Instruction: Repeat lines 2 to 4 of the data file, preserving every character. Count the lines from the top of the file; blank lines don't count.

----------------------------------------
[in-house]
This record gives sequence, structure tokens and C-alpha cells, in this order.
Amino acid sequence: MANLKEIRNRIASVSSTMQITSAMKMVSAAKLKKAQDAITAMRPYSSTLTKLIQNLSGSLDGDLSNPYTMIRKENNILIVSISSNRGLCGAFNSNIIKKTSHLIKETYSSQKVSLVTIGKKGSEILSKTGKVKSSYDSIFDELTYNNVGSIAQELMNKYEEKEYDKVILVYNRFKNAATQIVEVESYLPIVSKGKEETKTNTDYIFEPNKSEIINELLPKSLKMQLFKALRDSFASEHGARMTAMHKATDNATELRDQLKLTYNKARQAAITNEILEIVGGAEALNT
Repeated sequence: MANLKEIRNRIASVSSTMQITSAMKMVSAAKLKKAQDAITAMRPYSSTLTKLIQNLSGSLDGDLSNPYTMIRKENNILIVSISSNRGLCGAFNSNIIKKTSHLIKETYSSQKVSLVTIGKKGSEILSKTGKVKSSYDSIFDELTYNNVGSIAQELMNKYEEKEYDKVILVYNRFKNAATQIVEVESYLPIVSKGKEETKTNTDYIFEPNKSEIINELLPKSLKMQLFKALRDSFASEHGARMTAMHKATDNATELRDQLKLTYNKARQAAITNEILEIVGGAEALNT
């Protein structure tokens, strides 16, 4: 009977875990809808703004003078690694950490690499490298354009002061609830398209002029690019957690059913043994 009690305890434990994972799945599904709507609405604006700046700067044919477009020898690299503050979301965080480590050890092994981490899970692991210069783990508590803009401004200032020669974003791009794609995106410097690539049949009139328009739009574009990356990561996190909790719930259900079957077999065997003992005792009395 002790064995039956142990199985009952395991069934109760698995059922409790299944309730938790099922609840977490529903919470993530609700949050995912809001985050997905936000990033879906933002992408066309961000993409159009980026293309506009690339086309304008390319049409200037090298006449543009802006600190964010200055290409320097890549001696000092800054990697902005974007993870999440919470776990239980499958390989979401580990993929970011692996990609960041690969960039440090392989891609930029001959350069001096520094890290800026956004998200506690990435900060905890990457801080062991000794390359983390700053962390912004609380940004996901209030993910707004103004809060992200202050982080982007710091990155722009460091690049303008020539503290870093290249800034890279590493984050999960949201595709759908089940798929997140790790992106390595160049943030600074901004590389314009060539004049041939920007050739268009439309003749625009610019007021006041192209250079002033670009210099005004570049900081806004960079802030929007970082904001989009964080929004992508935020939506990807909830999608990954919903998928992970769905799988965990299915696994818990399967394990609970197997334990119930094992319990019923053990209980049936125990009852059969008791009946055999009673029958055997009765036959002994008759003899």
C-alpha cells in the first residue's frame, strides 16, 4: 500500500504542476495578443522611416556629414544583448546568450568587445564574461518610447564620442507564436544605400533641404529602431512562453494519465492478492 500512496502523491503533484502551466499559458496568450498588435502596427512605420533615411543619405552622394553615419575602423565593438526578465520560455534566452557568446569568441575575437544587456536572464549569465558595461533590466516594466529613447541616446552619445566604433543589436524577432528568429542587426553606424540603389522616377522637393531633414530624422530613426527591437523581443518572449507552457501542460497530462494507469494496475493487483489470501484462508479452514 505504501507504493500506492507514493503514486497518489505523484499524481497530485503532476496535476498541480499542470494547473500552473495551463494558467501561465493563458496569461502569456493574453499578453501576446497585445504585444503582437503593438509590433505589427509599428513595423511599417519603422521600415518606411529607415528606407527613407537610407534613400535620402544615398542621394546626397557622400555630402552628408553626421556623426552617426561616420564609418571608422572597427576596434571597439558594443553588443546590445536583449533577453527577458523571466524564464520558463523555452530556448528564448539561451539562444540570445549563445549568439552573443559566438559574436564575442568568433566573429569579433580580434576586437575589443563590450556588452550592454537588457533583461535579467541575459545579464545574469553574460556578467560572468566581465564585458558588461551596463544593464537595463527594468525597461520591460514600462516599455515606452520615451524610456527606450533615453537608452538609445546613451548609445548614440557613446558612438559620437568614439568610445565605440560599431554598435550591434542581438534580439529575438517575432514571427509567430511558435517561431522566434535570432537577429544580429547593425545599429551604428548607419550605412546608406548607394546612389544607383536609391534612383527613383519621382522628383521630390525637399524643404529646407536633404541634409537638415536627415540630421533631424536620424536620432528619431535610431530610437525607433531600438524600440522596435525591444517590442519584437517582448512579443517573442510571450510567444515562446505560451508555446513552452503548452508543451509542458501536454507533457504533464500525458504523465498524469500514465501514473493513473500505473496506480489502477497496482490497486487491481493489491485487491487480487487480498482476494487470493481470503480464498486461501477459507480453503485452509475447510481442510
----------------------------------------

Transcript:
This record gives sequence, structure tokens and C-alpha cells, in this order.
Amino acid sequence: MANLKEIRNRIASVSSTMQITSAMKMVSAAKLKKAQDAITAMRPYSSTLTKLIQNLSGSLDGDLSNPYTMIRKENNILIVSISSNRGLCGAFNSNIIKKTSHLIKETYSSQKVSLVTIGKKGSEILSKTGKVKSSYDSIFDELTYNNVGSIAQELMNKYEEKEYDKVILVYNRFKNAATQIVEVESYLPIVSKGKEETKTNTDYIFEPNKSEIINELLPKSLKMQLFKALRDSFASEHGARMTAMHKATDNATELRDQLKLTYNKARQAAITNEILEIVGGAEALNT
Repeated sequence: MANLKEIRNRIASVSSTMQITSAMKMVSAAKLKKAQDAITAMRPYSSTLTKLIQNLSGSLDGDLSNPYTMIRKENNILIVSISSNRGLCGAFNSNIIKKTSHLIKETYSSQKVSLVTIGKKGSEILSKTGKVKSSYDSIFDELTYNNVGSIAQELMNKYEEKEYDKVILVYNRFKNAATQIVEVESYLPIVSKGKEETKTNTDYIFEPNKSEIINELLPKSLKMQLFKALRDSFASEHGARMTAMHKATDNATELRDQLKLTYNKARQAAITNEILEIVGGAEALNT